22 January 2009. The precise mechanism and significance of APP ε cleavage has been debated since it was discovered some 10 years ago (see ARF related news story). One of the mysteries is that in theory, ε cleavage yields Aβ peptides of 49 amino acids, but in practice, Aβ49 is extremely rare. A paper in this week’s PNAS suggests why this might be. Using solid-state NMR to analyze APP structure, researchers led by Steven Smith at Stony Brook University, New York, confirm that APP exists as a dimer (see Scheuermann et al., 2001) and that it is held together by transmembrane helices. The structure suggests that a transition from helix to random coil right at the edge of the inner cytoplasmic membrane weakens the dimer and allows cleavage by γ-secretase at the ε position, which lies at the polar head of the inner membrane (see figure below).
Structural Data Supports Sequential Cleavage Model of APP Processing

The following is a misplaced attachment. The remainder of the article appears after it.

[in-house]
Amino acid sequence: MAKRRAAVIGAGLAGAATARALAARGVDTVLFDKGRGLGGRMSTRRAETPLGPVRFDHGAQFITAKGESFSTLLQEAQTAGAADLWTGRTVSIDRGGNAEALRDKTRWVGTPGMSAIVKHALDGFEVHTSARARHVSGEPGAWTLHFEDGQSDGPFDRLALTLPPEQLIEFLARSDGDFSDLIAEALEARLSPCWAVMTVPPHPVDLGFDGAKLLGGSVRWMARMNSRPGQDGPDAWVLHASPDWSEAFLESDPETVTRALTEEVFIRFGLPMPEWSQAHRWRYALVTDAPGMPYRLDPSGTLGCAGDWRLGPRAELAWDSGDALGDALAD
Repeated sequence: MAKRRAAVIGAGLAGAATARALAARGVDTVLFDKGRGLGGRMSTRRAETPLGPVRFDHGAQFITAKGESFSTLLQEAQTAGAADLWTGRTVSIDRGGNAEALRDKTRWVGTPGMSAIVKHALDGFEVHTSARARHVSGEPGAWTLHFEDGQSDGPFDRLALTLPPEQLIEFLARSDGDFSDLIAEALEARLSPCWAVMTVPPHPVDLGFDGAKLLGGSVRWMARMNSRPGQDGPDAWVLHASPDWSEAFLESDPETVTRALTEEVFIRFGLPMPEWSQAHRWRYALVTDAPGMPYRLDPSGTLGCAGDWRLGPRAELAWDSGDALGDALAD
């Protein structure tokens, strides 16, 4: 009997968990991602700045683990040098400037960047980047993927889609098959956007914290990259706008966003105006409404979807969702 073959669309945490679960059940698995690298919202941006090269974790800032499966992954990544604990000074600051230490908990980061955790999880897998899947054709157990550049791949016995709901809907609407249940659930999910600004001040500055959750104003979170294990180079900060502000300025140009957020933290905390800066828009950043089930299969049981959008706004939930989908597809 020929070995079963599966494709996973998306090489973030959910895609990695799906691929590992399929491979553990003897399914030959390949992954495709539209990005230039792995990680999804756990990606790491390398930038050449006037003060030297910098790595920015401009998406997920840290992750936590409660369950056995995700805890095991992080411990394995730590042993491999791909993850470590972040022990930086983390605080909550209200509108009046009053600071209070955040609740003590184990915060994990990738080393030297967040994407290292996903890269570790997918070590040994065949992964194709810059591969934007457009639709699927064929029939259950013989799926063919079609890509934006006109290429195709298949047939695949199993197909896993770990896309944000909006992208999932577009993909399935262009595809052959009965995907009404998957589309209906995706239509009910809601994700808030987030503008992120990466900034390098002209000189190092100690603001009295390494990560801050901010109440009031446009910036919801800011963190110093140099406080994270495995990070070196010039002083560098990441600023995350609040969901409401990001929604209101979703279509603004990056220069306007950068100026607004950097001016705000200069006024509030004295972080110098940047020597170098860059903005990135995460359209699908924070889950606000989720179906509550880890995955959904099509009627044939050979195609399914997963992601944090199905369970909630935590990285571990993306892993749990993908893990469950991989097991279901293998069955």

NMR data indicates that APP exists as a dimer held, in part, by interactions between transmembrane helices. Helix-to-random coil transitions at the cytoplasmic side of the domains weakens binding sufficiently to allow ε cleavage by γ-secretase. That cleavage unravels the helical coils further, exposing the APP γ site to proteolysis. Extending the helices by adding three leucines prevents not only ε cleavage, but γ cleavage as well. Image credit: National Academy of Sciences
To test this idea, the researchers extended the helical dimer by adding three leucine residues. This not only eliminated the helix-to-random coil transition near the ε position, but also blocked ε and γ cleavage. The data support the sequential model for γ-secretase action proposed by Yasuo Ihara (see Gu et al., 2001). It posits that APP is first cleaved at the ε position, then at the γ position. According to Smith’s model, that first cleavage would weaken the helices, the protein would become locally unstructured, and the γ-site would become subject to proteolysis. Aβ49 would therefore be lost to Aβ40/42 as the protein is cleaved further.—Tom Fagan.
Sato T, Tanga T-C, Reubinsa G, Feia JZ, Fujimotob T, Kienlen-Campardc P, Constantinescud SN, Octavec J-N, Aimotob S, Smith SO. A helix-to-coil transition at the epsilon-cut site in the transmembrane dimer of the amyloid precursor protein is required for proteolysis. PNAS. 2009.